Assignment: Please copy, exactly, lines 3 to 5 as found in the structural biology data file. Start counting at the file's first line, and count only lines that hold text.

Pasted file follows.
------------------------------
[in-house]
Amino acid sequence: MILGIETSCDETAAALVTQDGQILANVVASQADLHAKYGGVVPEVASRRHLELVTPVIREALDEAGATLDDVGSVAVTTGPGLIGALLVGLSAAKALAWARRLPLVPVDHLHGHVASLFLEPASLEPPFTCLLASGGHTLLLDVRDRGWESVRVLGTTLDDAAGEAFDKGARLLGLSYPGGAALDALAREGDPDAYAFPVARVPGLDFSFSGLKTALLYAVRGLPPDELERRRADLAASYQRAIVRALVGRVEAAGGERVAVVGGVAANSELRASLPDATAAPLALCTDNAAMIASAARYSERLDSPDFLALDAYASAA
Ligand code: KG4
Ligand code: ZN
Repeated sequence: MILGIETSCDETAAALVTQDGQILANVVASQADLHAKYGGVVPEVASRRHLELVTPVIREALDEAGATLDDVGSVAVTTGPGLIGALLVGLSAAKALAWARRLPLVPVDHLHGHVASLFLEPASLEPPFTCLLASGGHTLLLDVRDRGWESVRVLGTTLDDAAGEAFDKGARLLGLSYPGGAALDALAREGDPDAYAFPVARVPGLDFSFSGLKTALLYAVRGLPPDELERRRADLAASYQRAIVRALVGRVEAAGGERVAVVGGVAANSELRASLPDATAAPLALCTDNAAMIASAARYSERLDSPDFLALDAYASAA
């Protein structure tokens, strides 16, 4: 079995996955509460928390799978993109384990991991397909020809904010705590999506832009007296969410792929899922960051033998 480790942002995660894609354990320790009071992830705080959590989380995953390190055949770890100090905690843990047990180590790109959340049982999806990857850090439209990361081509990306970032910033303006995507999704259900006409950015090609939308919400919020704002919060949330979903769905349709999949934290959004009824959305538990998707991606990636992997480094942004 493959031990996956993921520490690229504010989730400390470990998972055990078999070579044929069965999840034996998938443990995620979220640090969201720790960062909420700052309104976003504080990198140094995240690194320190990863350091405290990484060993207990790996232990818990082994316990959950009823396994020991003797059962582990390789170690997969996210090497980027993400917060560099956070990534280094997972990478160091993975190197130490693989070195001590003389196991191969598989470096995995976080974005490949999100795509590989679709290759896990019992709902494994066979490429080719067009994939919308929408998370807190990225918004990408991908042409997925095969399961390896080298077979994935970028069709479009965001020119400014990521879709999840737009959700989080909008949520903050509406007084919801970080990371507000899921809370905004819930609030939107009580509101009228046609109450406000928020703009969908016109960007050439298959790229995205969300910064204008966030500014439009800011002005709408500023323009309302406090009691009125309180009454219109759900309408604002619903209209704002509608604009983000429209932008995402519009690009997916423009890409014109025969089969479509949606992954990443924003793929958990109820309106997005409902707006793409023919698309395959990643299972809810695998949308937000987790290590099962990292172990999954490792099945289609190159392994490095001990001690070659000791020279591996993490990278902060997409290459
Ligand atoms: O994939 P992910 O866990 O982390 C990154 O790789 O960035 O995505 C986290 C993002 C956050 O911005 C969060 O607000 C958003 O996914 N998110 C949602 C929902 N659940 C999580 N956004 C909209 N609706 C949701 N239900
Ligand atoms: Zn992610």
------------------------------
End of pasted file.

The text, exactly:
Ligand code: KG4
Ligand code: ZN
Repeated sequence: MILGIETSCDETAAALVTQDGQILANVVASQADLHAKYGGVVPEVASRRHLELVTPVIREALDEAGATLDDVGSVAVTTGPGLIGALLVGLSAAKALAWARRLPLVPVDHLHGHVASLFLEPASLEPPFTCLLASGGHTLLLDVRDRGWESVRVLGTTLDDAAGEAFDKGARLLGLSYPGGAALDALAREGDPDAYAFPVARVPGLDFSFSGLKTALLYAVRGLPPDELERRRADLAASYQRAIVRALVGRVEAAGGERVAVVGGVAANSELRASLPDATAAPLALCTDNAAMIASAARYSERLDSPDFLALDAYASAA